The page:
History: It was published in 2002 and won the Pulitzer Prize for Fiction in 2003.
Plot: The novel begins with the narrator, aged 41, deciding to tell the story of his recessive gene that caused him to be born Calliope and later to become Cal. The narration periodically returns to the frame story of present-day Cal, who is bearded, male and interested in women, foreshadowing the personal revelations of Callie. The narration briefly explains how Desdemona, Cal's grandmother, predicted her grandchild to be male while Calliope's parents had already made schemes they believed would result in a daughter. The narration in the story periodically jumps from Cal as an omniscient narrator to present day Cal, who identifies as male and references his XY chromosomal status, and who dates women. This foreshadows the revelations of young, female-identified Callie.
The story starts again further back in time, in a small village in Asia Minor, with the story of the protagonist's Greek paternal grandparents. In the aftermath of the 1922 war between Greece and Turkey, and amid graphic scenes of the Great Fire of Smyrna, the orphaned siblings Eleutherios ("Lefty") Stephanides and his sister Desdemona seek refuge by emigrating to America. With great ambivalance, but with few other options amidst tremendous upheaval and trauma, Desdemona agrees to marry her brother, who has been increasingly regarding her not as a sister, but as a potential lover. Fleeing incognito by ship, they are free to marry without risking the legal and social prohibitions of marriage between siblings. They reach the United States, and settle in Detroit, Michigan with their cousin and her husband, Jimmy. Lefty soon goes into an illegal business run by Jimmy. After both Lina and Desdemona become pregnant on the same night after seeing a sexual play, Jimmy soon becomes suspicious. Increasingly paranoid, Jimmy starts to question Lefty on the pregnancy of Lina while driving across thin ice to Canada. Realizing that both men could die if the car plunged into the ice, Lefty jumps out the car leaving Jimmy driving. After a while, the car is heard plunging into the ice with Jimmy still inside. In time, Desdemona gives birth to a son while Lina gives birth to a daughter, Theodora. Lefty decides to open a bar and gambling room, calling it the Zebra Room. Years later, Lefty and Desdemona's son, Milton, marries Lina's daughter, Tessie. Milton and Tessie, who are second cousins, have two children, one is a normal boy but Callie is intersexed, although the family doesn't know about it for many years, and is raised as a girl. At fourteen, Callie falls in love with her female best friend (referred to in the novel as "The Obscure Object") and has her first sexual experiences with both sexes. After an accident, a doctor discovers that Callie is intersexed, and she is taken to a clinic in New York where she undergoes a series of tests and examinations. Faced with the prospect of sex reassignment surgery, Callie runs away and takes the male identity of Cal. Cal hitchhikes cross-country, finally arriving in San Francisco, where he becomes an attraction in a burlesque show.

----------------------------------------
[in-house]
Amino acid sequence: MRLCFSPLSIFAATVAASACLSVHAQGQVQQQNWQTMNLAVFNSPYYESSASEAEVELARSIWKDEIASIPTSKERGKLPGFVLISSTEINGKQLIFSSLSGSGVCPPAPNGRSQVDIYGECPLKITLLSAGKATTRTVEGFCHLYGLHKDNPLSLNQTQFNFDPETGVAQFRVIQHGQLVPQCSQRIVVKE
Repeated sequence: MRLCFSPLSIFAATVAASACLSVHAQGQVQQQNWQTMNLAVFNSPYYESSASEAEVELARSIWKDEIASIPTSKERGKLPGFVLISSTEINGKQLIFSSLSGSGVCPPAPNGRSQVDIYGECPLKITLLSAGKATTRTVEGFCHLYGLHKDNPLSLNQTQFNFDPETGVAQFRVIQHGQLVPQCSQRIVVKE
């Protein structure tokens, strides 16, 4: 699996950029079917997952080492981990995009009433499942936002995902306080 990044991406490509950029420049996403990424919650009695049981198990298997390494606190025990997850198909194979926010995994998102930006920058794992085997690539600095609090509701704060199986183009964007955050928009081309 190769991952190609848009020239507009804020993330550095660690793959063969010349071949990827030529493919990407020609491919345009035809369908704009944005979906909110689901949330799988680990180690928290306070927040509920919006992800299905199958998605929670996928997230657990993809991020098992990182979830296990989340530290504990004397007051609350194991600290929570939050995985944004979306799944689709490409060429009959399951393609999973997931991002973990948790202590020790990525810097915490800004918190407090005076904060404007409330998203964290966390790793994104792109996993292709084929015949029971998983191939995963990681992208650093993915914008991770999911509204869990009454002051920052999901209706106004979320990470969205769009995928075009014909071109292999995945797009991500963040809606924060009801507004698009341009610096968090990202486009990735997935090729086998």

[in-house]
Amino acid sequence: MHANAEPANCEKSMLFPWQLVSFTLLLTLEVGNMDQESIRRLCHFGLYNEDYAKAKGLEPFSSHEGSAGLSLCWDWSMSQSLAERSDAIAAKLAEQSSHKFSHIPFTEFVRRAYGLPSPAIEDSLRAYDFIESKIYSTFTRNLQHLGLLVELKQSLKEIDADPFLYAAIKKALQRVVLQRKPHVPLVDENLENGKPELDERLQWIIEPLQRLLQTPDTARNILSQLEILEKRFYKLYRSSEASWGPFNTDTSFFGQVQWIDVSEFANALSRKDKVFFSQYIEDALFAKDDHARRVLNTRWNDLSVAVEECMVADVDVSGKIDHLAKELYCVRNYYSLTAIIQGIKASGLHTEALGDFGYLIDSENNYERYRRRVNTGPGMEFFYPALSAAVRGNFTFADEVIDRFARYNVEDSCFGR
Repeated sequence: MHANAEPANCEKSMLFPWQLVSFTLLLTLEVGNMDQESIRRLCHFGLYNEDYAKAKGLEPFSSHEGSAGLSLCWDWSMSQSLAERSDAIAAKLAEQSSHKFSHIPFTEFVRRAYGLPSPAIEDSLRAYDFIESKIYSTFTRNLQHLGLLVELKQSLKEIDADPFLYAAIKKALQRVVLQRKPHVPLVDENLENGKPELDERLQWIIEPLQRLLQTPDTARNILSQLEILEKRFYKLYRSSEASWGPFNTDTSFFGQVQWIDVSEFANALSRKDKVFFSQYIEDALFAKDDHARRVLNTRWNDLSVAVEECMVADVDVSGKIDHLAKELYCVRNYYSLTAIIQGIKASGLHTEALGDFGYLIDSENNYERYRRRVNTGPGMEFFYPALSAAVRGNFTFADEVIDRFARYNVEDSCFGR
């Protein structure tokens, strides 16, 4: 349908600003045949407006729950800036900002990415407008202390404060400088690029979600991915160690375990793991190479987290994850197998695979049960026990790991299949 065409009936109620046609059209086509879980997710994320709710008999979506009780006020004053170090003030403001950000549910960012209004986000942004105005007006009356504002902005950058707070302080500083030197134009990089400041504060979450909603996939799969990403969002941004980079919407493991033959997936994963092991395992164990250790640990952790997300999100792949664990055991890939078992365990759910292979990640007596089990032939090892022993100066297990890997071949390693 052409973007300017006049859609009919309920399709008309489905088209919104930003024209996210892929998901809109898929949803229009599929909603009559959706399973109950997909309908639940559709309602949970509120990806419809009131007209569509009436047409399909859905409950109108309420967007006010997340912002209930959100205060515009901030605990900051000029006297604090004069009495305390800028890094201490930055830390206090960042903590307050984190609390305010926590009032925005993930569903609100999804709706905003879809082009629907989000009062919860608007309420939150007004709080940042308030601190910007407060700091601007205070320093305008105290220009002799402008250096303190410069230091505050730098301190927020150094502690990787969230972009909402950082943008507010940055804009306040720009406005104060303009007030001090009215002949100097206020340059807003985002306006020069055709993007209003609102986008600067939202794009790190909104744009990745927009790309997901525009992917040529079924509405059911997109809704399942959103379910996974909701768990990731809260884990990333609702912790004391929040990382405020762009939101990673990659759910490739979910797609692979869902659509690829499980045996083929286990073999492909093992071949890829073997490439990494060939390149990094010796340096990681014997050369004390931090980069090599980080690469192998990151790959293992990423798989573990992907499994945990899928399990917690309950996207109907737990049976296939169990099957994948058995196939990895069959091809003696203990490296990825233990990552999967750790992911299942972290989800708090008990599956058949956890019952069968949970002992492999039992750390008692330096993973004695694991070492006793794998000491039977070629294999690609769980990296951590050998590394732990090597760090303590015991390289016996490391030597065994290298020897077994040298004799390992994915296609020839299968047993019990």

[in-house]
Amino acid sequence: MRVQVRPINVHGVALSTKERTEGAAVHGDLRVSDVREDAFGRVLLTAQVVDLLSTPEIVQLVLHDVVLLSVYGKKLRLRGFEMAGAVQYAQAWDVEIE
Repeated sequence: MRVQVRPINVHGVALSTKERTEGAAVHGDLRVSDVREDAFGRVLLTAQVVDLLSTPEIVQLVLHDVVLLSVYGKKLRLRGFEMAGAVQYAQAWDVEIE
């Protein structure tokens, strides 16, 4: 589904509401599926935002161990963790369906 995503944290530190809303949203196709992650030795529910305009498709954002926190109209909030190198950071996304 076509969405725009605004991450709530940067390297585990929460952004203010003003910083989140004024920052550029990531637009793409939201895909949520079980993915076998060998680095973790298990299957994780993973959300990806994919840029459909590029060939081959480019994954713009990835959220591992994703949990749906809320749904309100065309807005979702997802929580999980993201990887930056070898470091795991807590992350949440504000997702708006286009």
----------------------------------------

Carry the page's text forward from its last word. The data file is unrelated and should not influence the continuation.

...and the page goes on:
Milton, back in Detroit, repeatedly receives phone calls from an anonymous man saying he knows where Callie is, and will release her for a ransom of $25,000. Milton questions the man on family details, to which the man replies correctly. Milton drops the money but changes his mind, figuring that something isn't right, and finds it's his priest brother-in-law and his wife's former fiancé, Father Mike. This leads to a car chase to the Canadian border, where Milton is killed in a pile-up, and Father Mike is arrested. Cal is returned in time for Milton's funeral back in Grosse Pointe. Desdemona sees Cal as male for the first time, and the book ends when Desdemona confesses to Cal that Lefty was her brother. Cal stands in the doorway to the family's Middlesex home (a Greek tradition touted to keep spirits of the dead out of the family home) while Milton's funeral takes place.
Review: The story is told through the eyes of Cal, who is obviously therefore retelling a fascinating family history second or third hand. This works so very very well because Eugenides takes utmost care to flesh out Cal in intricate 3-D detail while only building up other characters as much as Cal himself would have been able to. Desdemona, the matriarchal grandmother with whom the story opens and, quite literally, finds its genesis, always seems a sketchy figure from the word go. Lefty, her husband, the same. Other characters, nearer the plot (her brother, the Object, etc) are much more vividly portrayed because Eugenides takes care to maintain Cal’s perspective at all times.
Opening Line: I was born twice: first, as a baby girl, on a remarkably smogless Detroit day in January of 1960; and then again, as a teenage boy, in an emergency room near Petoskey, Michigan, in August of 1974.
Closing Line: I lost track after a while, happy to be home, weeping for my father, and thinking about what was next.
Quotes: “sex is biological. Gender is cultural”
“[men] cover you like a sarcophagus lid. And call it love”
“Emotions, in my experience, aren’t covered by single words. “
Re churches: “They let you in for free. Then you’ve got to pay for the rest of your life.”